The walk was interesting as we explored away from the main ridge and took in some deep valleys.
After the New Year we took the van to the Lakes and prayed for good enough weather to allow Bob to complete his Wainwright Challenge. Friday ticked off Green Crag and Slight Side. We did not get wet but the afternoon was tiring with gale force winds. We had also made the mistake of not swapping maps as we passed the van and so went beyond Slight Side and up onto Long Green just to make sure of the summit.

 Had I not been struggling to stand up we might have taken in Scafell too. Instead we explored what we intended to be the direct line back to the van - through lumpy land of minor hills and marshes. Thank goodness for dry-socks.
We saw almost nobody either morning or afternoon. Saturday started very early in the hope we could pack lots in. On the first loop the weather was grim with low cloud and rain but we persevered and took in Middle Fell, Seatallen and Buckbarrow crag. It was good to escape into the van for shelter and food. By the time we lefty Brackenclose for the afternoon peaks the weather had perked up lots. As we left the bridlepath to Eskdale and struck up towards Illgill Head the sun came out.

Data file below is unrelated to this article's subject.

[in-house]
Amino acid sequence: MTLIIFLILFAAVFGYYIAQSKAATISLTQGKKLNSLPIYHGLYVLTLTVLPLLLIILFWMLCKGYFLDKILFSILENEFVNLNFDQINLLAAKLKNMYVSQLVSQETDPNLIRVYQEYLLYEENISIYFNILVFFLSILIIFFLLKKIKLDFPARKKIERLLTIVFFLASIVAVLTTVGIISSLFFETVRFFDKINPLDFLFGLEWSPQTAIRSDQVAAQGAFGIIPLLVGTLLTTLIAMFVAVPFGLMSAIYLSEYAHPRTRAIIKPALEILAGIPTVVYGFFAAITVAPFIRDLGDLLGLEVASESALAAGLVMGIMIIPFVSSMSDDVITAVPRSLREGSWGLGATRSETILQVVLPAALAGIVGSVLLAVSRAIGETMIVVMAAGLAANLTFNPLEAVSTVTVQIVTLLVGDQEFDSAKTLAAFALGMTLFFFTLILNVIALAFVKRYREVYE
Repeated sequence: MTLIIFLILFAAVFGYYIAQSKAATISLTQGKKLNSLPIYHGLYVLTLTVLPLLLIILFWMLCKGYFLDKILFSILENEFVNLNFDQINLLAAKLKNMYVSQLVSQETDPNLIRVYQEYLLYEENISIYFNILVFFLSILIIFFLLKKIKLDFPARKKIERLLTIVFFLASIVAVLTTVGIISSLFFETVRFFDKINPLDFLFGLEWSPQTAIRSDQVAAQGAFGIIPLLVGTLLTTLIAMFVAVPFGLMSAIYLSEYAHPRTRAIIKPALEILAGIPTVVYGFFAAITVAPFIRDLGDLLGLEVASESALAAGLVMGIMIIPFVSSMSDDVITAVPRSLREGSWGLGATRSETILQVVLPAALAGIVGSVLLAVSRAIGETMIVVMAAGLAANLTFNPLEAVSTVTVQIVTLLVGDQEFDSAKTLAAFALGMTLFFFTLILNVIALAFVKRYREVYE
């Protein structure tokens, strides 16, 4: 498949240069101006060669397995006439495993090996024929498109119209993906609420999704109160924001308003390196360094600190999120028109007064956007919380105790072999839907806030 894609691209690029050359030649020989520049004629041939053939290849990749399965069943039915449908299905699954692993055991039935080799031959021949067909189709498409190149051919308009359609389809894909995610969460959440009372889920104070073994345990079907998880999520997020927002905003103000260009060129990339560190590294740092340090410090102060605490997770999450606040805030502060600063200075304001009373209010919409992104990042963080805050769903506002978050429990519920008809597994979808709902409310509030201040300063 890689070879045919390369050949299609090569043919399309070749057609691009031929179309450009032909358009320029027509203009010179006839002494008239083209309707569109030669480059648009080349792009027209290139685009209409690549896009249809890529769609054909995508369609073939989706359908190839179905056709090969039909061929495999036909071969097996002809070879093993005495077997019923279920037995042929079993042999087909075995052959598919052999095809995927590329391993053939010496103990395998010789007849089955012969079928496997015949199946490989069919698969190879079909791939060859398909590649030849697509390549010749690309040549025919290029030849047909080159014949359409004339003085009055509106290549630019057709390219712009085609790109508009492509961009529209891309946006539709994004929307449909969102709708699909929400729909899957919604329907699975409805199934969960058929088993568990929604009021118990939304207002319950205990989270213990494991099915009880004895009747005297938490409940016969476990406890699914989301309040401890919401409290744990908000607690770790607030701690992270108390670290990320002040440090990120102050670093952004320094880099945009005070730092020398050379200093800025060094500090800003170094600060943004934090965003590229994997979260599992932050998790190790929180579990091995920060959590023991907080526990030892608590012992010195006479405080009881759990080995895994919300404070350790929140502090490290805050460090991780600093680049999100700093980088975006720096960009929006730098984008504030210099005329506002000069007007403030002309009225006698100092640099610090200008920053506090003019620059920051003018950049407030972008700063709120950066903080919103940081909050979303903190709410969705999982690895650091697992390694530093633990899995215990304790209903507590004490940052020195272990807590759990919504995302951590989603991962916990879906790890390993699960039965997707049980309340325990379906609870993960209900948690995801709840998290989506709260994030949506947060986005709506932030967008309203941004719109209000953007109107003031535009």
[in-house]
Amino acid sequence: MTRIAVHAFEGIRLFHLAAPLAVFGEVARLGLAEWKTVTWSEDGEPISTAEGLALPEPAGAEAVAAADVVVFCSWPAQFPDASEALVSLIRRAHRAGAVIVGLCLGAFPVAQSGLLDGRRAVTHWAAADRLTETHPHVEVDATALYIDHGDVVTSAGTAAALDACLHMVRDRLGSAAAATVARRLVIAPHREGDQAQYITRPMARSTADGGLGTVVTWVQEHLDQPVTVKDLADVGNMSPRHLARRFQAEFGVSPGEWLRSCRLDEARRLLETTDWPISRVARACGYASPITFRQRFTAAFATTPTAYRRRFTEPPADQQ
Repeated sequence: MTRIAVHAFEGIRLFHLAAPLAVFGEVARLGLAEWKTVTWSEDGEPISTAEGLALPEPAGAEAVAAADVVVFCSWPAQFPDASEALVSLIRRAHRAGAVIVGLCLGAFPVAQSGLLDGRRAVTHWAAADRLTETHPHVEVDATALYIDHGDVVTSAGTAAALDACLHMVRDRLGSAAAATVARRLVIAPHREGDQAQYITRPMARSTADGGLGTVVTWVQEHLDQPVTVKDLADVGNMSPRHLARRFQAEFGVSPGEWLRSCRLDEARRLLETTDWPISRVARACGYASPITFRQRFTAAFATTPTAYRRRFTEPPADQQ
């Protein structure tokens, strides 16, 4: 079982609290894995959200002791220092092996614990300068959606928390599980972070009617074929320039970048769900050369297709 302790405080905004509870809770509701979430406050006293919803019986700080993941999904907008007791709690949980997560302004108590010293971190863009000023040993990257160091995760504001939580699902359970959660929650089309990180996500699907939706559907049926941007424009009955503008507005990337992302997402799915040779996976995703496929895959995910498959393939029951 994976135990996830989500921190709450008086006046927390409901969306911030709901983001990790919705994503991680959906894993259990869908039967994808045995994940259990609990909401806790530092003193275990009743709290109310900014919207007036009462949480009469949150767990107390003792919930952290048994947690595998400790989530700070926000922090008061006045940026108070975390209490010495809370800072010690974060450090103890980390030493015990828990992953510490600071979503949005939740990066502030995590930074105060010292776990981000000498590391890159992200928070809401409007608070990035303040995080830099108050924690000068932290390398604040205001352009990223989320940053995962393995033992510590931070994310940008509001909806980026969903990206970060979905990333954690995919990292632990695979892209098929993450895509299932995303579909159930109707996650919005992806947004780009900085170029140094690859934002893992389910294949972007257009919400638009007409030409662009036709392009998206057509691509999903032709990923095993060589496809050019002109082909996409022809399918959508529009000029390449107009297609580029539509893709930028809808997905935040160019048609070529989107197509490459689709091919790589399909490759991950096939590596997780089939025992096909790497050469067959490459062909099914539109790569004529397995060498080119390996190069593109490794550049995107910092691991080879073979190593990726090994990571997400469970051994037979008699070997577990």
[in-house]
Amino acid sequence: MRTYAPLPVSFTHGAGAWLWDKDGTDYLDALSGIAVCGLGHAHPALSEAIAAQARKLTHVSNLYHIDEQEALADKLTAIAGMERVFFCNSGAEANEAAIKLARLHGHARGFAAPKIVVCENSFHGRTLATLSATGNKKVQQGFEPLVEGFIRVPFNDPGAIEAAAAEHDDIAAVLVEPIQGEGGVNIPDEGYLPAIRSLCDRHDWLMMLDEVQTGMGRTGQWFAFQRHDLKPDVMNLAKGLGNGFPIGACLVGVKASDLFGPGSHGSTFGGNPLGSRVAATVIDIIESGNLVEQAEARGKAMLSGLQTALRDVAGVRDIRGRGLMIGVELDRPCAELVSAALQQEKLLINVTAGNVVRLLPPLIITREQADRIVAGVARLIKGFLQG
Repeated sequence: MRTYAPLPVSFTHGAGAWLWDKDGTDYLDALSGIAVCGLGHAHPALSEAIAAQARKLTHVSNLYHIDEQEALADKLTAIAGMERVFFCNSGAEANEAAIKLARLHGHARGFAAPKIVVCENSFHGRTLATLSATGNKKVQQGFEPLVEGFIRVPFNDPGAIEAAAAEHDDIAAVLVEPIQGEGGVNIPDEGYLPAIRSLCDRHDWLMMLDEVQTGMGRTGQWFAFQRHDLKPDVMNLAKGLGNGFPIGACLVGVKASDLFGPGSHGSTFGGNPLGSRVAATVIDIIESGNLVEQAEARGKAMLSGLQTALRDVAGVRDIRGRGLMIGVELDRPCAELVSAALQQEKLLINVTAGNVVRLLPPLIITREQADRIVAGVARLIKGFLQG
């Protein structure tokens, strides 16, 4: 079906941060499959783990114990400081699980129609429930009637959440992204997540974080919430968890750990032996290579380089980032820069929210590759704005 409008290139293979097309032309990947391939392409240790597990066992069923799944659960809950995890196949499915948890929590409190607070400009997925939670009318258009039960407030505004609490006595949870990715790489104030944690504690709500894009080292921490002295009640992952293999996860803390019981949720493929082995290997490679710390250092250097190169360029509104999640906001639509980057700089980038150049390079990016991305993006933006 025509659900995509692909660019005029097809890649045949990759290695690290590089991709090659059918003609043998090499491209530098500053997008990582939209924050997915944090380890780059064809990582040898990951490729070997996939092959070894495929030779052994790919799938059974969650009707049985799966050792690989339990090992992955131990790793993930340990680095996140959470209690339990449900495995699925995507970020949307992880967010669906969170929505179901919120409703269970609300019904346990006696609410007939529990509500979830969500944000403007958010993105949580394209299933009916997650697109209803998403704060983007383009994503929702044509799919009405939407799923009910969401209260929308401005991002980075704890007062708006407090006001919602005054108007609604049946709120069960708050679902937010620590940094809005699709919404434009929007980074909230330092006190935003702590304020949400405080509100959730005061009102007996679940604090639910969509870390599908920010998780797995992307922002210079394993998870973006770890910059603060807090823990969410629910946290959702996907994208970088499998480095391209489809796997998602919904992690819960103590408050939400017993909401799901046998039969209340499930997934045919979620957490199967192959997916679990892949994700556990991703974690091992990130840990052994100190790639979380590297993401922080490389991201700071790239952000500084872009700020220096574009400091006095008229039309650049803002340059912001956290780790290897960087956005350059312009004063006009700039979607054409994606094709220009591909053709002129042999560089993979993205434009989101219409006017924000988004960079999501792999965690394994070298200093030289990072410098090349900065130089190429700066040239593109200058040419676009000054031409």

Nice view to the morning's peaks, especially Buckbarrow.
It was further along the ridge than I remembered but the views were great and it made up for the wet morning.

After Whin Rigg we debated the return route. I think contouring was perhaps not the best idea in the end although it seemed favourable compared to up and over at the time.

 If Bob was going to complete this weekend I knew we had to take in Lingmell today. I knew the way as it was almost the same as one of the legs I ran on my first SLMM Klets.
We do not walk at the same speed- but it makes for some better photos
We stayed higher and only dropped to the wall at the last minute. Heading to Brown Tongue Bob was obviously tired but I pushed on, determined that we could do it today.